What a hectic week it was for wildland firefighters.
And what a dramatic illustration of how vital the efforts of the volunteers and other local residents who rush toward, rather than away from, the dangerous flames.
Lightning started two blazes in northern Baker County. The first, on Sunday, July 31, burned about 416 acres between Thief Valley Reservoir and the Medical Springs Highway. The second, started in the early evening of Wednesday, Aug. 3, was about nine miles to the east, near Keating. It burned about 200 acres.
In both cases, volunteers from rural fire protection districts played key roles in quickly stopping the fires and protecting nearby homes. Local ranchers also were among the first to arrive at the Keating fire.
Although no residents had to evacuate, the Baker County Sheriff’s Office did issue Level 2 notifications — meaning residents should be ready to leave at any time — during both blazes.
Working with crews from public agencies, including the Bureau of Land Management, Oregon Department of Forestry and U.S. Forest Service, volunteers from local protection districts — there are more than half a dozen in Baker County — are a vital cog in the firefighting machine. And because the volunteers are local residents, they’re often the first to arrive at a fire.
Unfortunately many of these districts have struggled over the past decade or so to recruit replacements for volunteers who, often due to age, can no longer do the dangerous and physically demanding work of combatting wildfires.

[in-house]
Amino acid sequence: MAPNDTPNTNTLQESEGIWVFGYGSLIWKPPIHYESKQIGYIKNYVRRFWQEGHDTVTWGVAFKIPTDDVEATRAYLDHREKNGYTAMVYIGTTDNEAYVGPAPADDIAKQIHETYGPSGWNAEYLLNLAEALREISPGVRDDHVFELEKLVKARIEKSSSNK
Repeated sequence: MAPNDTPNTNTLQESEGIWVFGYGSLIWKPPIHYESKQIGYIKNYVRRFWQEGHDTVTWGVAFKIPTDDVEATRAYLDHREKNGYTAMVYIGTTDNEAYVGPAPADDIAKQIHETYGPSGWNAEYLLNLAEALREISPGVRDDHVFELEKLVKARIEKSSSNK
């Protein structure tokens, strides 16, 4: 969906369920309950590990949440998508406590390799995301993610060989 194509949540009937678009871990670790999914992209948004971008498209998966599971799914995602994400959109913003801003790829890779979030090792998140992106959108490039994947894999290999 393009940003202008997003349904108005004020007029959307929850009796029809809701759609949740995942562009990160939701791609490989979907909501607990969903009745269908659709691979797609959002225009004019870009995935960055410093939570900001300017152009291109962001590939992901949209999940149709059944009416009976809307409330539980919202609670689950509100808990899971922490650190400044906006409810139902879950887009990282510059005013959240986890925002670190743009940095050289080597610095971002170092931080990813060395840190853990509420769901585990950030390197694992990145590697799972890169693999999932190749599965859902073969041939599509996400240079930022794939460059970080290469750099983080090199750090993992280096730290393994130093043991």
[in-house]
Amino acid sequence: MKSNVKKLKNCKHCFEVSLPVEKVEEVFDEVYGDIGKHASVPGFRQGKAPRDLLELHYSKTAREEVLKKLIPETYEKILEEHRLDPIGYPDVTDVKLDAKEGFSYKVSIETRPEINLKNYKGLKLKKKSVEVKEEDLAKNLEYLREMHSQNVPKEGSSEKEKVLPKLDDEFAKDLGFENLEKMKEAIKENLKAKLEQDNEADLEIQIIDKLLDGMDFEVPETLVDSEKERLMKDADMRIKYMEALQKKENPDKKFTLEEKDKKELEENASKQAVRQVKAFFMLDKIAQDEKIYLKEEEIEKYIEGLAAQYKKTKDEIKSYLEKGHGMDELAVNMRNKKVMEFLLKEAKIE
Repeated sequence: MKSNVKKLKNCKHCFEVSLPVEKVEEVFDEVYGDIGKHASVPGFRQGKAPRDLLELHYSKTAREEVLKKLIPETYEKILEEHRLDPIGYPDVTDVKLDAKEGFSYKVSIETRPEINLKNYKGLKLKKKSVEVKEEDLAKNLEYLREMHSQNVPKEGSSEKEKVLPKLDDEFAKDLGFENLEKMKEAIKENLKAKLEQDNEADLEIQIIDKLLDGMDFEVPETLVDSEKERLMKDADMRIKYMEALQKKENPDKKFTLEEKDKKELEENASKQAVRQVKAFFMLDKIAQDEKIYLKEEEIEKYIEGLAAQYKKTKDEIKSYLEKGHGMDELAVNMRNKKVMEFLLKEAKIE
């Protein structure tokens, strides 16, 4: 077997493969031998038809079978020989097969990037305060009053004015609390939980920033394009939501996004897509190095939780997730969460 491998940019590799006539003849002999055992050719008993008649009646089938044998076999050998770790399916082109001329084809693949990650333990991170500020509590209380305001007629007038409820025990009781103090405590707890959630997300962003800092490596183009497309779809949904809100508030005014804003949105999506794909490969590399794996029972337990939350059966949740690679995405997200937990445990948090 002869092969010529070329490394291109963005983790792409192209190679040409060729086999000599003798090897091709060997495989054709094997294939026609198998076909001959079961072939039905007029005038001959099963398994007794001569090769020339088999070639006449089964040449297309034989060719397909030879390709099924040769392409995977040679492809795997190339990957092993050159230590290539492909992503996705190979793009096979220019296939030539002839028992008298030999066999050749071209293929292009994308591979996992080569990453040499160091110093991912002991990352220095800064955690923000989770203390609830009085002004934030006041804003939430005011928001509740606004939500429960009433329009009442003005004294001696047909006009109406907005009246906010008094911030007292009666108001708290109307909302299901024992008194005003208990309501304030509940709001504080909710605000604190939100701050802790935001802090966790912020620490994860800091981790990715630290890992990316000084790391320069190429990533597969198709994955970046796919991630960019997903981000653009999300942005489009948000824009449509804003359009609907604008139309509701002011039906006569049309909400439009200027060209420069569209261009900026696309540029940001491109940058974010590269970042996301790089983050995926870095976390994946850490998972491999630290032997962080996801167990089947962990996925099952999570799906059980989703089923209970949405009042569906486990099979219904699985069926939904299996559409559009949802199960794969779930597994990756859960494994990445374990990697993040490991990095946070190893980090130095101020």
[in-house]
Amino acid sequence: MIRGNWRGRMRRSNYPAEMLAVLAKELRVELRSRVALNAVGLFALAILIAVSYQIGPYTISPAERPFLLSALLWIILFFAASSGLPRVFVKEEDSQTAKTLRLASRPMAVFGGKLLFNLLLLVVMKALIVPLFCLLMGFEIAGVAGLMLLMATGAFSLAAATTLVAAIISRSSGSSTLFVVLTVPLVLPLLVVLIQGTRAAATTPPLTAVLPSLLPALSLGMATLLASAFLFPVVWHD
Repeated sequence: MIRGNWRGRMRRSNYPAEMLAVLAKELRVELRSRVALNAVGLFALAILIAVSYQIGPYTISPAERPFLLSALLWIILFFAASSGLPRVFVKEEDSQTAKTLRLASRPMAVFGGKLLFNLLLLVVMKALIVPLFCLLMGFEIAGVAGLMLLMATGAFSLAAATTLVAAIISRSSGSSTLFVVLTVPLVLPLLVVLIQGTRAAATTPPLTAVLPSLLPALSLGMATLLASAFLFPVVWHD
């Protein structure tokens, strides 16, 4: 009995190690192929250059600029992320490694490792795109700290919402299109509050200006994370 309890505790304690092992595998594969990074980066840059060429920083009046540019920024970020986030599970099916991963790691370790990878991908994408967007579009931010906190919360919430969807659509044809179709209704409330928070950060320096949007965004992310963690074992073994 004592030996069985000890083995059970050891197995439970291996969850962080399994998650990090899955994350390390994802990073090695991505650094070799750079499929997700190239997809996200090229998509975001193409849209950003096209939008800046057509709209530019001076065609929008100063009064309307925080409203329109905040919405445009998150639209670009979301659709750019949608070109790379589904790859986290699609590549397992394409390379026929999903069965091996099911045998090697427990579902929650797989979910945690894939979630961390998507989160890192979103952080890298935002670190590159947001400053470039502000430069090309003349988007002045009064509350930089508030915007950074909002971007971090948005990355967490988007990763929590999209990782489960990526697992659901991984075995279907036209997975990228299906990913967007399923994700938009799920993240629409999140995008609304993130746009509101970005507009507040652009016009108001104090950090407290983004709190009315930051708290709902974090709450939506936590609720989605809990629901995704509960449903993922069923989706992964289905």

Buzz Harper, longtime chief of the Keating Rural Fire Protection District, took the lead on Wednesday’s blaze, arriving just five minutes or so after he and a local rancher, Curt Jacobs, both saw smoke following a lightning storm. Harper said he’s pleased that there’s a group of young volunteers, in some districts, who are enthusiastic about helping protect their neighbors’ properties.
As this past week has shown, with its frightening scenes of wind-driven flames racing through desiccated grass and sage, those volunteers are a bulwark against potential tragedy. Everyone, even those whose homes and livelihoods weren’t close to the flames, should be grateful for their selfless dedication.
— Jayson Jacoby, Baker City Herald editor